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Refer the image for counterbalanced single blade (Source http://www.aviastar.org/helicopters_eng/bo-103.php).

In ground school, they took us for aircraft inspection at end of our ground school classes. The instructor told us that "counterbalanced single blade engines" are efficient.

I have 2 questions here

  1. Why development under these fields are stopped (Bo-102/103)?
  2. How Single blade will be efficient than 2 blades rotor-craft engines?

enter image description here

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Both Bo-102 and 103 were experimental aircraft, with Bo-102 more of a jig than an actual aircraft. They were used a testbed for various technologies and the single blade rotor is only one of them , with the main thrust being in the development of (hinge-less) rigid rotor and (glass fiber reinforced) composite blades.

The single blade rotor offers some advantages over the (normal) multi-blade configurations like,

  • The blade passes through 'clean' air and is thus more efficient compared to the multi-blade configurations, where the (following) blade passes through the turbulent (wake) air from the previous blade, at-least in hover.
  • The single blade propeller is compact and for this reason, is used in some self launching gliders which fold their propellers inside their fuselage,like the Alisport Silent 2 Targa.

enter image description here

However, there are significant problems associated with this design,which makes it (mostly) unsuitable for widespread use.

  • For reducing vibrations, the blade has to be counterbalanced by a mass, which is practically dead weight. While this may be acceptable for small and lightweight propellers used in gliders, this is a major problem in helicopter blades, which are significantly heavier. For example, the Mi-17 Main Rotor Blade weighs ~140 kg.
  • If the mass is kept low, the lever arm is huge and this increases drag.
  • Though the blade may be balanced at the pitch axis (to reduce vibrations), torque induced in the rotor blade (due to lift) will cause significant vibrations. As the torque is increased, if the weight is fixed, the rotor will tend to rotate the engine and rip it off. The only way to prevent this is to balance the blade, both aerodynamically and centrifugally, which is easier said than done.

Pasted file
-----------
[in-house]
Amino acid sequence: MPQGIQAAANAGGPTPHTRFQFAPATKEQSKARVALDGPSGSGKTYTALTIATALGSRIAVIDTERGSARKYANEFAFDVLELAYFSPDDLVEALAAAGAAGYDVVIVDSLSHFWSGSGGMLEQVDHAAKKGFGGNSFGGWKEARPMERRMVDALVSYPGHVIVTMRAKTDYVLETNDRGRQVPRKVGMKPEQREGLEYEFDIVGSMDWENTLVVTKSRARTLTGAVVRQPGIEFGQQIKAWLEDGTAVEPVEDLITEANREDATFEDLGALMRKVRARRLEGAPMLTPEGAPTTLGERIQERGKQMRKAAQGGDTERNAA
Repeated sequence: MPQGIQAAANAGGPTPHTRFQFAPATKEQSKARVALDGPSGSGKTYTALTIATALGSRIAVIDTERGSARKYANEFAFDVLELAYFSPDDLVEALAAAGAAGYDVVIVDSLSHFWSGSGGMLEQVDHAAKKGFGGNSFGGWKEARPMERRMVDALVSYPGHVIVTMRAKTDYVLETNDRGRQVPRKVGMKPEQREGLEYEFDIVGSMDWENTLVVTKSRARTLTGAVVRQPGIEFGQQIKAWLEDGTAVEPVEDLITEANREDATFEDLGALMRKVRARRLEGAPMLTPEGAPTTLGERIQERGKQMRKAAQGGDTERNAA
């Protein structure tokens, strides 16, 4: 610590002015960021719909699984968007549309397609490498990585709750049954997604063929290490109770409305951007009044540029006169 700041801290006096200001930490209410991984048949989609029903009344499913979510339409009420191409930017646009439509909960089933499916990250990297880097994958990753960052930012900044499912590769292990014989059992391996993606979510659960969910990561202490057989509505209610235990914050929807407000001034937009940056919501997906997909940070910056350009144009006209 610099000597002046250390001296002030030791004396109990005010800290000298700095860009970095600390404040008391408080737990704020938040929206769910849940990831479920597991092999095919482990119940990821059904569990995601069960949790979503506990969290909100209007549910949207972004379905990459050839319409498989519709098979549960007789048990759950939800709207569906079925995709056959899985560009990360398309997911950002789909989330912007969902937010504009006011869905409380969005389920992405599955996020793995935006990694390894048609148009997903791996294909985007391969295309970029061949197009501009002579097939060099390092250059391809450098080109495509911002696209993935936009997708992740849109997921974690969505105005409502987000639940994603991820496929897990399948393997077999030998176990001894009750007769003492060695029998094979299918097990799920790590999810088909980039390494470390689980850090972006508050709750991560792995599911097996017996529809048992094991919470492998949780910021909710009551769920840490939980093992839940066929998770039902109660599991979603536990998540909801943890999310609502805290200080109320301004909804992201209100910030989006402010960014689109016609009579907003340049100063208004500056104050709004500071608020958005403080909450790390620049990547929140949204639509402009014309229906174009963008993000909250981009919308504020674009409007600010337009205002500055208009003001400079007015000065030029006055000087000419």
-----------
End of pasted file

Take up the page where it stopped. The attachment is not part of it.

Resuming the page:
• The same problem arises as the drag of the blade is different from that of the mass arm, with a torque being created parallel to the axis of rotation.
  • The rotor blades usually 'cone' in flight; this means that the lift vector is slightly tilted towards the center, not concentric with the rotor plane.
  • The blade has aerodynamic forces acting on it while the balance weight does not. Due to this, the precess differently, which causes unbalance and vibration.
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  • $\begingroup$ It might be helpful to clarify what you mean by the third point. Are you talking about torque parallel to the axis of rotation (caused by blade having more drag than the counterweight) or torque perpendicular to the axis of rotation (caused by the fact that the blade produces lift and the counterweight doesn't). If you're talking about both, I think it might be clearer to split them into separate bullet points. $\endgroup$ – supercat Sep 29 '15 at 21:56
  • $\begingroup$ @supercat I'm talking about the torque perpendicular to the axis of rotation (due to lift). It is more severe and varies with changing lift, though various measures were proposed to overcome this problem. $\endgroup$ – aeroalias Sep 29 '15 at 23:40
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The number of blades determine the solidity ratio of a propeller. If you need to limit tip speed and propeller diameter, the propeller will have a high solidity ratio by using many, short blades. Take a ship's propeller: It needs to work in the space between the draft of the ship and the waterline, so it will have many stubby blades.

If space allows, a bigger propeller has a better efficiency because it can use a larger mass of air for lift creation. If the propeller has a low advance ratio, the wake of one blade might interfere with the next, so packing more blades will increase the risk of interference. The fewer blades you need for lift (or thrust) creation, the better. Efficiency generally runs inverse to the number of blades.

A single bladed propeller or rotor needs a counterbalance, which in effect is a dead weight. When the interference between two blades is low enough and the disc loading of the rotor is not too low, a two-bladed rotor will be the better choice. Disc loading is the lift relative to the area of the rotor disc and dictates the chord of the rotor blade(s) once their number is defined. Only when structural limits will make the chord of an ideal two-bladed rotor too short will a single-bladed rotor be attractive.

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